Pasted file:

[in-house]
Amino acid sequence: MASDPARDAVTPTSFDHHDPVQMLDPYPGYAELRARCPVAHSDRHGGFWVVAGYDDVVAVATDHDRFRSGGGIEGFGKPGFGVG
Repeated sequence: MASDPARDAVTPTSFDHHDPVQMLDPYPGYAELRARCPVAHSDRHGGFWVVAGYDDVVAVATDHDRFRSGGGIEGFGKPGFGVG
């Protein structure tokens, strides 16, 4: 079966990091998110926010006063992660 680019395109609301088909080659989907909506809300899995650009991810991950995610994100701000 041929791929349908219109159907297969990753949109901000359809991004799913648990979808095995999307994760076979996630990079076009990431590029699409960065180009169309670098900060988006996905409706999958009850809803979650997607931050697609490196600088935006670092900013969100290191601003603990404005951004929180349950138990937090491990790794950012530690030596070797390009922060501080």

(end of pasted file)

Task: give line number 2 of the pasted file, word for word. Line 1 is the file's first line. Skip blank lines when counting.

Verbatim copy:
Amino acid sequence: MASDPARDAVTPTSFDHHDPVQMLDPYPGYAELRARCPVAHSDRHGGFWVVAGYDDVVAVATDHDRFRSGGGIEGFGKPGFGVG